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Physical Therapy Exercises for Basal Joint Arthroplasty

by
author image Jan Millehan
Jan Millehan has published articles relating to health, fitness and disease on various websites. Her publishing history includes health-related articles on blogs and online directories, as well as an essay published in the Bridgewater College journal, "Philomathean." Millehan received a Bachelor of Science in elementary education from Bridgewater College.
Physical Therapy Exercises for Basal Joint Arthroplasty
Therapist working on woman's hand Photo Credit karelnoppe/iStock/Getty Images

Osteoarthritis in the basal joint at the wrist and base of the thumb can require a surgical procedure called arthroplasty. After an arthroplasty, your doctor can suggest physical therapy exercises to help regain strength and mobility in your thumb. The July 2003 issue of the “Journal of Orthopaedic and Sports Therapy” recommends that patients complete passive and active range-of-motion exercises following a basal joint arthroplasty. Complete exercises only under the supervision of your doctor or physical therapist.

Osteoarthritis and Arthroplasty

Osteoarthritis results when cartilage that cushions the bones wears away -- allowing the bones to rub together. This joint-related arthritis can cause pain, stiffness, swelling and a lack of mobility in your thumb and wrist. For severe cases of osteoarthritis, a doctor can recommend an arthroplasty procedure to help reduce pain and improve mobility in the basal joint.

Arthroplasty replaces or reconstructs part of the basal joint, using tendons from you or a donor. After an arthoplasty, physical therapy can help you regain strength and mobility in her hand. Exercises that improve basal joint mobility include thumb abductions involving the abductor muscles, flexions using the flexor muscles and extensions utilizing the extensor muscles in your hand.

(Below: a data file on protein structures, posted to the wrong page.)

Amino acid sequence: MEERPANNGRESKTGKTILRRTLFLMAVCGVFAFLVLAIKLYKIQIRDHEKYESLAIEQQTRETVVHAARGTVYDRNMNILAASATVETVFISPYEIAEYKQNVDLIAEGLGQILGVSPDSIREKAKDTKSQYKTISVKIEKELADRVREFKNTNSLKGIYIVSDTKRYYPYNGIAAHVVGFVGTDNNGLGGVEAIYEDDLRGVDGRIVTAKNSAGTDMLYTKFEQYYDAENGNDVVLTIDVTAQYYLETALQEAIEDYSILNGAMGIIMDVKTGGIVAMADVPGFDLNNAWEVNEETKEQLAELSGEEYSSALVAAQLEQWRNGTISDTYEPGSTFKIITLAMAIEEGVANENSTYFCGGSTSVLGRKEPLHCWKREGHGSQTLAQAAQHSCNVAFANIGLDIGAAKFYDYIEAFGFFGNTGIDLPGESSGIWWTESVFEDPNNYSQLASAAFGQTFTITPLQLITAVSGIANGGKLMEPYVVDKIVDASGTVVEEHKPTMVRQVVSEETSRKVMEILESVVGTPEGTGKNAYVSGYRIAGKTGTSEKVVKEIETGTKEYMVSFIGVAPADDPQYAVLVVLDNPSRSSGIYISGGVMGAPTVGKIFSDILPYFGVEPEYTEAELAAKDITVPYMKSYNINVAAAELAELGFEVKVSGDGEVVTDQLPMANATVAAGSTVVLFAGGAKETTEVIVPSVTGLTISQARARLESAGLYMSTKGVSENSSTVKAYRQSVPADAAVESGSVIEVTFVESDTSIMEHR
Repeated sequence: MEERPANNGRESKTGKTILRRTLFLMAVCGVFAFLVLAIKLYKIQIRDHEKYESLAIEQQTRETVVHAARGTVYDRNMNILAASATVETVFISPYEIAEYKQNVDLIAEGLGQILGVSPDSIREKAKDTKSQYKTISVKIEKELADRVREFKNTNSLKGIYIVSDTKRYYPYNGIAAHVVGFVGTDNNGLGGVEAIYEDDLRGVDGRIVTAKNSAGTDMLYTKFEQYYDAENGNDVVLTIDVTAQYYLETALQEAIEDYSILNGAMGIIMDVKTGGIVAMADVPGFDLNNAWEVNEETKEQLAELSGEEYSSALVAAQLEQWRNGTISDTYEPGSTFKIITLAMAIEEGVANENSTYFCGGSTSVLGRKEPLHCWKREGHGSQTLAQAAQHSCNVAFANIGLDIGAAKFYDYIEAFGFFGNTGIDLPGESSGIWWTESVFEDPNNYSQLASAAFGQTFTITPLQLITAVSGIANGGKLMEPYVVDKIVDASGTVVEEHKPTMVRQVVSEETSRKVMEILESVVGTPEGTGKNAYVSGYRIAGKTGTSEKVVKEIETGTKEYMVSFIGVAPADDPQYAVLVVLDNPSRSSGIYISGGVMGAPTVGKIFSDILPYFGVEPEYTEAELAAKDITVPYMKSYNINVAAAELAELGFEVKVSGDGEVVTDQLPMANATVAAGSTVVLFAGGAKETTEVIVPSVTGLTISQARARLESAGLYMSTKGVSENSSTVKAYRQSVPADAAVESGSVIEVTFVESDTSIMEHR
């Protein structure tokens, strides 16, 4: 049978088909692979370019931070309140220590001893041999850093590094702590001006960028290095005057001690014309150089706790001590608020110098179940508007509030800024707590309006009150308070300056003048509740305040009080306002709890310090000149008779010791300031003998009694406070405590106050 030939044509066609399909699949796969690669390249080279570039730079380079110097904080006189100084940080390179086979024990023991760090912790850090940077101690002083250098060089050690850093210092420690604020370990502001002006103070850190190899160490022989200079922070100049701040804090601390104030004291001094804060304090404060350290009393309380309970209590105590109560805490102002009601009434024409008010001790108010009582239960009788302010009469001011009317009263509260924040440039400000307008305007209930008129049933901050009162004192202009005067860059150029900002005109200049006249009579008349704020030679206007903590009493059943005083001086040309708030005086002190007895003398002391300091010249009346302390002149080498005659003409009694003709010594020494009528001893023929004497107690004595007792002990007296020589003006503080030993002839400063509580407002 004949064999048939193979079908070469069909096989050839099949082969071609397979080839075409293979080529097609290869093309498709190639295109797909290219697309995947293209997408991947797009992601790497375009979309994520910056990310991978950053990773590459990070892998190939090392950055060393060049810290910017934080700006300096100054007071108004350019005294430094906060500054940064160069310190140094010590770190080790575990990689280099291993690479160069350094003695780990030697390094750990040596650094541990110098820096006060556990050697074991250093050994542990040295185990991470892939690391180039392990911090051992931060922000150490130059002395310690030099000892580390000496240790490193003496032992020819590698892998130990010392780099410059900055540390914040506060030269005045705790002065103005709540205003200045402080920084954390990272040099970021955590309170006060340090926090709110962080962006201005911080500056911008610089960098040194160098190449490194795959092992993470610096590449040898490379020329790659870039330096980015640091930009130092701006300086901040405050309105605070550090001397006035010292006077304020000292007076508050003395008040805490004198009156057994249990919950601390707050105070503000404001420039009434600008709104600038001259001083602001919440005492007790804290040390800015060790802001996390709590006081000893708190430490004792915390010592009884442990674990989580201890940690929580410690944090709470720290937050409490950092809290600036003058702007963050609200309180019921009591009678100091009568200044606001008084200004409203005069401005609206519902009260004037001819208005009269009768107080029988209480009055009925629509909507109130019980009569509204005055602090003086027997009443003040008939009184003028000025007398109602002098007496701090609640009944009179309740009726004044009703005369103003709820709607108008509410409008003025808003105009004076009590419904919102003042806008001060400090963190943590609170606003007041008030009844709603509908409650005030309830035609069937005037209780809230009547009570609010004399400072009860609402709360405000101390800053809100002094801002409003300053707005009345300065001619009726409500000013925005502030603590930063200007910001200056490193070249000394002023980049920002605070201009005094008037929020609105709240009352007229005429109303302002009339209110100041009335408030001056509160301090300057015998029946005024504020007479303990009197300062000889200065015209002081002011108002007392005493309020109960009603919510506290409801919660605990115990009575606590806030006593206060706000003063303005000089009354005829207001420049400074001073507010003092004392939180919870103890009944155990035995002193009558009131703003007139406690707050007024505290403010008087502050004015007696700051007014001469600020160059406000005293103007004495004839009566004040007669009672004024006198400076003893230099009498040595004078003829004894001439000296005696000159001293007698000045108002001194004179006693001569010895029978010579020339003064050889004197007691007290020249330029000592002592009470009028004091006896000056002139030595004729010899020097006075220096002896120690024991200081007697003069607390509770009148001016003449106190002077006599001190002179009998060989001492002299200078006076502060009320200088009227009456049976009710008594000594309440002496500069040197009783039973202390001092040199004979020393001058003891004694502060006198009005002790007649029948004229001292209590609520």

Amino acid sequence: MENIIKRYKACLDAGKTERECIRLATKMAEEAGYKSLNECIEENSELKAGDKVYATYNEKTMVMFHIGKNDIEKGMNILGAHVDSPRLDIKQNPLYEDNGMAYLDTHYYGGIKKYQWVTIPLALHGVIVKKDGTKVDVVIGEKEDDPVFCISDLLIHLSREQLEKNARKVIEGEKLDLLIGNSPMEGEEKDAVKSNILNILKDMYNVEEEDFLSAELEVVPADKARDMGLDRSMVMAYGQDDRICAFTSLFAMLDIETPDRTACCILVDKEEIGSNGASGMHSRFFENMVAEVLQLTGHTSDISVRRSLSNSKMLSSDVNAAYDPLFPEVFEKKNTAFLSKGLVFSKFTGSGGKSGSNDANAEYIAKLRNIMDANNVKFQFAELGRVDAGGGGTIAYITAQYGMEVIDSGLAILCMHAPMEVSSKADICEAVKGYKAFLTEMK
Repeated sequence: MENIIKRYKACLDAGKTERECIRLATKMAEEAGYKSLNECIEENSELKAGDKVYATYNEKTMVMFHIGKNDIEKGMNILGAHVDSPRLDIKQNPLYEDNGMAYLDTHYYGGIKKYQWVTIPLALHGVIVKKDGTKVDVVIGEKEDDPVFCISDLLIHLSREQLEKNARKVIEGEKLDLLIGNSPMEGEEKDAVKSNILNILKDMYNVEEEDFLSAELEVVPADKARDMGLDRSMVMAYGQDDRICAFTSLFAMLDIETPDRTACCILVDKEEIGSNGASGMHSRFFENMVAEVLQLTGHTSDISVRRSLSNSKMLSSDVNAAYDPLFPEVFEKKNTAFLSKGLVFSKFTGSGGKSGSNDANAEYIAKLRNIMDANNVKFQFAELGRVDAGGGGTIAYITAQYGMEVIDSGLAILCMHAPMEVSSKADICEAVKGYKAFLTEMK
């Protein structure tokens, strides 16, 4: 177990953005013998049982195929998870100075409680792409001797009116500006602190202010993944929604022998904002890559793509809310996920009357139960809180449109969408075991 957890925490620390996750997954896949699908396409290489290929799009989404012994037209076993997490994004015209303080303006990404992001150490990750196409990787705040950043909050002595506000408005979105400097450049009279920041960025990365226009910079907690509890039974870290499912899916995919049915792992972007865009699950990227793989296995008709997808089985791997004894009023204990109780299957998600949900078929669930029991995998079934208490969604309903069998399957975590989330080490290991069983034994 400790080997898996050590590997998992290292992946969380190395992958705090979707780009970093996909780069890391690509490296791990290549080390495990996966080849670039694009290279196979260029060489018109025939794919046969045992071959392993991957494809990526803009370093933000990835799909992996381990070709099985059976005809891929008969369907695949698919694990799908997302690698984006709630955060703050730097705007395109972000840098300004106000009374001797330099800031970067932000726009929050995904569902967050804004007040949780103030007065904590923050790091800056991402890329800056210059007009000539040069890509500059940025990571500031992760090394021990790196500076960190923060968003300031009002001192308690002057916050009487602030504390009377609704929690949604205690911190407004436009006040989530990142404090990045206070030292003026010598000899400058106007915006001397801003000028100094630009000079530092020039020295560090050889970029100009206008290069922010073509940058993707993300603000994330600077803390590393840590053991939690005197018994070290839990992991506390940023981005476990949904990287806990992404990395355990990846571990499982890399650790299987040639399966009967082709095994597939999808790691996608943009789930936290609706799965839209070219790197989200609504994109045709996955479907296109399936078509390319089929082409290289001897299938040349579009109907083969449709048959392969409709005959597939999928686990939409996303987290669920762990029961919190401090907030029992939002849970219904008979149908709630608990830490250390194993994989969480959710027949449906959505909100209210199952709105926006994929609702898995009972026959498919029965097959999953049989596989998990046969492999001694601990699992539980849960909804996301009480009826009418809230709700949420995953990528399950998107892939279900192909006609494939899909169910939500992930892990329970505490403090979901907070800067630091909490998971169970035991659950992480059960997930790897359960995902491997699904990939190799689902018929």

Initial Exercises

During the first weeks following a basal joint arthroplasty, physical therapy includes active range-of-motion exercises on the fingers not immobilized by a cast. One such exercise, an active finger flexion, entails slowly straightening and bending each unaffected finger.

Weeks four through seven -- after cast removal -- might include activities involving all the joints of your wrist and hand. However, your doctor might recommend performing only passive abduction and extension exercises on the carpometacarpal joint. A therapist completes a passive thumb abduction by placing her thumb and index finger between your thumb and index finger, and stretching your fingers apart.

In addition, you might execute an active wrist flexion by interlocking the fingers on both hands -- with your affected thumb on top -- and carefully bending the wrist forward and backward with your unaffected hand. Your doctor will determine the exercise durations and frequencies.

Mid-Recovery Exercises

Physical therapy exercises for postoperative basal joint arthroplasty from eight to 11 weeks generally include active thumb abductions, oppositions, extensions and circumductions. Active thumb abductions involve moving the affected thumb down -- away from the palm -- and then back to touch the index finger. A physical therapist might also increase movement in your carpometacarpal joint by having you complete a thumb extension, which involves placing your palm facedown on a table and lifting you thumb up for 10 seconds before lowering it.

A thumb opposition exercise entails moving the affected thumb to touch the tip of the little finger. You might also complete circular exercises to increase range-of-motion in your thumb joint. One such activity involves placing your fingers in a forward position and making circles with your thumb. The physical therapist might suggest completing 10 repetitions of this exercise.

Final Exercises

Physical therapy activities for weeks 12 through 24 include the continuation of abductions that strengthen the muscles at the base of your thumb and lateral pinches. You might actively carry out thumb abductions by placing your unaffected thumb and index finger between the same digits on your affected hand and stretching them apart.

Lateral pinch exercises, also called key pinches, involve grasping an object, such as a flat key, with the affected thumb pressed against the middle bone of the index finger. You gradually progresses from moderate functional activities to optimal functioning by week 24. However, final exercise recommendations may vary according to your progress.

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